Bed bugs could bite
As promising as it may seem, and as hard as the team is working on the product, it is also largely untested on a wide basis. There will be many wrinkles to iron out, Bassi acknowledged, relaying a story where testing the Luna at home he wasn't able to sleep because the bed was too hot, despite desperate efforts to turn it down.
As things got hotter, his girlfriend made things worse. She was getting cold on her side of the bed and rolled over to his side, add body heat to the Luna. After a miserable night's sleep, in the morning he realized he'd wired up the left side to the right and vice versa.
You only have to flick through the now-defunct Skymall to see how many great ideas descend into niche markets. Likewise, it's worth noting that while Nest thermostats are the poster child for smart-tech, precious few others have yet to enter the market in a meaningful way.
Of Luna's partners, only two have even launched their products and Beep is releasing its products in small, almost artisanal batches. Luna's won't be sending out test models until the end of March and the earliest, and the first full production models are scheduled for August.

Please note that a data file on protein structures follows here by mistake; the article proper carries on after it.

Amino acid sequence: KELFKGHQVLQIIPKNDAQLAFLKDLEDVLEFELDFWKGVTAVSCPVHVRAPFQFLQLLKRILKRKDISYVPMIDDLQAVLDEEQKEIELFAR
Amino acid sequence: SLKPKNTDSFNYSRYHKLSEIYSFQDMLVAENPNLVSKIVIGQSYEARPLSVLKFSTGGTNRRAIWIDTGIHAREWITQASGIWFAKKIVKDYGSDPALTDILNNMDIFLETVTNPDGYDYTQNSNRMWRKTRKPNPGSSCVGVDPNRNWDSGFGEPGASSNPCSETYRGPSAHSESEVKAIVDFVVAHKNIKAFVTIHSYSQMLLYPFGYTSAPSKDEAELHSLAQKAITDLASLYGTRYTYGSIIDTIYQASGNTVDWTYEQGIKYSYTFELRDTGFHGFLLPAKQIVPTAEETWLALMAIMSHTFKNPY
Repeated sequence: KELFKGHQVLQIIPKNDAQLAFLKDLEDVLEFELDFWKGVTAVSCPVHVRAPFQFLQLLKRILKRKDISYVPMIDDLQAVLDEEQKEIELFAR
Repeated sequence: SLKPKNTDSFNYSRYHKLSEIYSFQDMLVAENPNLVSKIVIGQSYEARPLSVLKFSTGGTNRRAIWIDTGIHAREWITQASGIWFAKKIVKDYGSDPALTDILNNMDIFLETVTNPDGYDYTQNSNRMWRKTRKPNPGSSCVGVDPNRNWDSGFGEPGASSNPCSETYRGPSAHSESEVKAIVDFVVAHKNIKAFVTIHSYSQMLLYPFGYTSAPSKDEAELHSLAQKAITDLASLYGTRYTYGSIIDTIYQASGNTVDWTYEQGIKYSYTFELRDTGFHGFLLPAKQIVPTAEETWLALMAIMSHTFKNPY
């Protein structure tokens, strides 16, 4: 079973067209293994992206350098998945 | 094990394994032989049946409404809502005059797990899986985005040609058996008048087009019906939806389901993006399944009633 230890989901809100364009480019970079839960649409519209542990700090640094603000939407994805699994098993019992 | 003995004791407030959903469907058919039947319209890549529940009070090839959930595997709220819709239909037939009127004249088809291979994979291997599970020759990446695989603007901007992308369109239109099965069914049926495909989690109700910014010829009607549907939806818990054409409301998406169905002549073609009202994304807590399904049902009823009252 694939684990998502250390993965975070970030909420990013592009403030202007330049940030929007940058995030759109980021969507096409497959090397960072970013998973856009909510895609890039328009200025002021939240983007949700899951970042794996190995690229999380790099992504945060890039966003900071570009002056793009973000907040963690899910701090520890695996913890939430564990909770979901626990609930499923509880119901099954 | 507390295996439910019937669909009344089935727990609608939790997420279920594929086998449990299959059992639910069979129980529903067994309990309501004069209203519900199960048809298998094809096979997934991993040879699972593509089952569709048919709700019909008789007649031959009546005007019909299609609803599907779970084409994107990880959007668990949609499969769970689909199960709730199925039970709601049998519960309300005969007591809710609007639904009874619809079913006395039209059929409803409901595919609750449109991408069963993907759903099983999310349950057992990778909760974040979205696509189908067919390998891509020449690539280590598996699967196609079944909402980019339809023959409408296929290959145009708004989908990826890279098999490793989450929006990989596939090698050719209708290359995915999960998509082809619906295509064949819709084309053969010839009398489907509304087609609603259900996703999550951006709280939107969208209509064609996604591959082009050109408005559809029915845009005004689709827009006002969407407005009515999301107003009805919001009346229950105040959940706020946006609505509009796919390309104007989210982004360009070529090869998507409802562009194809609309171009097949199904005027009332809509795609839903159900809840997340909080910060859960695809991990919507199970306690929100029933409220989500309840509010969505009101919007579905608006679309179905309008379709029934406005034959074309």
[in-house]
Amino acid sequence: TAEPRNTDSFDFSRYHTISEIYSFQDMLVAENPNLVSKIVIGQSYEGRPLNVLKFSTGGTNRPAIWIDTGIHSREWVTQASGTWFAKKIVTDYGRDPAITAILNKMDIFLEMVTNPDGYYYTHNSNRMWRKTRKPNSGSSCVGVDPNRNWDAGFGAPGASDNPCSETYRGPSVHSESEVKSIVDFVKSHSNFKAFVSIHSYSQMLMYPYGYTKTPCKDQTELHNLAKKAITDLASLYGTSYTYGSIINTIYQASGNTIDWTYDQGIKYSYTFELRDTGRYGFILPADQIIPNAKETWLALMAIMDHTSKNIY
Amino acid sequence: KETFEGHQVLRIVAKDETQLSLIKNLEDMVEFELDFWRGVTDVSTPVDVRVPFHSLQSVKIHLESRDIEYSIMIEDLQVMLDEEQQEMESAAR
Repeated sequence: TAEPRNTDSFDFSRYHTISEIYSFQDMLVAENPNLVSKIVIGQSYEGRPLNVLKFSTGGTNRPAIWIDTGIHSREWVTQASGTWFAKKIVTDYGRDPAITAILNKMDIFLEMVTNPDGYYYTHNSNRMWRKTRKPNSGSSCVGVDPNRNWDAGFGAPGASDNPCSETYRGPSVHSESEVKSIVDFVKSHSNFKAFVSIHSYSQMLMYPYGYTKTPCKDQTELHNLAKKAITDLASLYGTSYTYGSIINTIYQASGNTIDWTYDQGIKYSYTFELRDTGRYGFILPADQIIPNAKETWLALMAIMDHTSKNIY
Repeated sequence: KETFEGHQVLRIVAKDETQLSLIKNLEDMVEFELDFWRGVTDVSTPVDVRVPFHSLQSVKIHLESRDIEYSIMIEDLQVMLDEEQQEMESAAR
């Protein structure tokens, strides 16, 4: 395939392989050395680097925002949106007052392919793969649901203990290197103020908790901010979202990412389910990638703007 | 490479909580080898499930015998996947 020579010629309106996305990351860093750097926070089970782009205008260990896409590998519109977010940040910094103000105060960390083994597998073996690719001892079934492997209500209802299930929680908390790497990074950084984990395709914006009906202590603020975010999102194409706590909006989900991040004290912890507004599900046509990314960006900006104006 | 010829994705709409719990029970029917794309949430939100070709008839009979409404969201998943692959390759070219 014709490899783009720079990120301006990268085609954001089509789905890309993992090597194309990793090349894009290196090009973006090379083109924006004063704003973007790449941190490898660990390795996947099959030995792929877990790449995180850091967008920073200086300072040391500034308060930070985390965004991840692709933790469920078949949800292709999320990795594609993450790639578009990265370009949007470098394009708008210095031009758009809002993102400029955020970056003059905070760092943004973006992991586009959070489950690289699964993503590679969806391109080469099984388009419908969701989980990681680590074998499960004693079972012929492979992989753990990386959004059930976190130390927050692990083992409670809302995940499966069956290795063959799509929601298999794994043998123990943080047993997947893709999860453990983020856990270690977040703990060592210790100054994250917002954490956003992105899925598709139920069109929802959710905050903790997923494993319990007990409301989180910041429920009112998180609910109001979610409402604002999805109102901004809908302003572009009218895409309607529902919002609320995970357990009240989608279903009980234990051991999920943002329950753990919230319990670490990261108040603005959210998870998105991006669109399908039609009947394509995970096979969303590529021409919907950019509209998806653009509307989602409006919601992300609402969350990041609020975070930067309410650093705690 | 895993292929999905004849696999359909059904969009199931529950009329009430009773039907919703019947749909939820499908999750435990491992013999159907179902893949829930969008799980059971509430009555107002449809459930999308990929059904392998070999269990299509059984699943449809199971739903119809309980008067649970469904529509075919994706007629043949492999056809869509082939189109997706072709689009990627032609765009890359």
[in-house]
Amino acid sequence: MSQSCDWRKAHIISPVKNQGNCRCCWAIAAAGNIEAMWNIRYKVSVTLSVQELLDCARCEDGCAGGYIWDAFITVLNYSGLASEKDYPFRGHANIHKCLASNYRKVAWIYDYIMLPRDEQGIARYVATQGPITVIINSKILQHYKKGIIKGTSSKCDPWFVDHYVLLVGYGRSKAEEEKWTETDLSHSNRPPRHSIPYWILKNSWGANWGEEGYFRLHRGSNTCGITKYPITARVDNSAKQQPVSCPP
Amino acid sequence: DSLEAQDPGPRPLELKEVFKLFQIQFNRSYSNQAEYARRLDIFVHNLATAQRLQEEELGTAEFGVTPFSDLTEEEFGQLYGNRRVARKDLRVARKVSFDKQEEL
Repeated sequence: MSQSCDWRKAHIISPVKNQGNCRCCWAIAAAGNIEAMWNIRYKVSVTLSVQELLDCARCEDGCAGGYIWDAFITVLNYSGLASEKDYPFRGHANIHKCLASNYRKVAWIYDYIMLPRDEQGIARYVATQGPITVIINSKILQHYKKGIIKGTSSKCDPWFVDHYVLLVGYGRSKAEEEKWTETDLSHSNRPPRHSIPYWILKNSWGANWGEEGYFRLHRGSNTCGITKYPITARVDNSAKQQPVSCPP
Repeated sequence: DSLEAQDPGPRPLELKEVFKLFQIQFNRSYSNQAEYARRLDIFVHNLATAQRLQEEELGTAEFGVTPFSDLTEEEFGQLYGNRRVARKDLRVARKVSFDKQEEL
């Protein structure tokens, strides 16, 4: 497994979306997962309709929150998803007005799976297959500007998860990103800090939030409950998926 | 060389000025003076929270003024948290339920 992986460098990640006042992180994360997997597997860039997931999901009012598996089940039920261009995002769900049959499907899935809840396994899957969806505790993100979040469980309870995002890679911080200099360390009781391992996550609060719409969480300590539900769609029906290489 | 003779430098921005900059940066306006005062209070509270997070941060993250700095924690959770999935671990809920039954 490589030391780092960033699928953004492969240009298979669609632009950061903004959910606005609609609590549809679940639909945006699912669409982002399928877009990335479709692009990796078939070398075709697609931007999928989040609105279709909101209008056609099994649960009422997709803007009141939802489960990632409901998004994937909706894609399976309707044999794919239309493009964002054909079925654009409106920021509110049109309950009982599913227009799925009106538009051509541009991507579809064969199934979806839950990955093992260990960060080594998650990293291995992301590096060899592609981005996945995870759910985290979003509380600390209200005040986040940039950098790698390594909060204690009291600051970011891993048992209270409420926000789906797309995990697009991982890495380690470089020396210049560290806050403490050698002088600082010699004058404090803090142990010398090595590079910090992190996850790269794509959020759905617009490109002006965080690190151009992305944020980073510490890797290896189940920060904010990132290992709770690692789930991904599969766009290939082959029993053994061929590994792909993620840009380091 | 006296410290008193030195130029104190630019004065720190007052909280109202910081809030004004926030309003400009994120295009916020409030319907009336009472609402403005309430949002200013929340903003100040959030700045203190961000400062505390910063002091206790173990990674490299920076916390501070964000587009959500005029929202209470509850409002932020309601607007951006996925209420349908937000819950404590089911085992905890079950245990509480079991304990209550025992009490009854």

The bigger market has yet to be broken. And while San Francisco loves anything that connects to an iPhone, smart-tech products can only hope to survive if they reach far beyond the Bay Area.
The one big thing that Luna has going for it is that no one on the team is complacent. Despite having received acres of positive press coverage, CEO Matteo Franceschetti is focused on the financials.
"It [the coverage] has given us a boost for sure," he tells us. "And at almost nothing in customer acquisition costs. But we are now working on getting more customers." Franceschetti reckons that from now on each new customers is going to cost the company $40 to get. "But with that and the cost of the product, we should still be making a good enough margin."
Units shifted, margins, customer acquisition costs. SoMA may be full of over-excited startups who think that charging $26 for $20 in quarters is a business model (the now defunct Washboard.co) or developing a BitCoin wallet is the entryway to a life of luxury, but in Luna at least there is some old-school engineering and product development going on.
If the team can manage even a half of what they are promising, reliably and at the current price point, then within a few years we may all be wondering how we ever lived without the Luna.
You can buy your Full-size, Queen or King Luna mattress cover online for $200-220. Expect delivery some time in August.
In the meantime, if any other smart-tech companies are interested in being interviewed or having their products tested by The Register, please contact our reporter at email@example.com.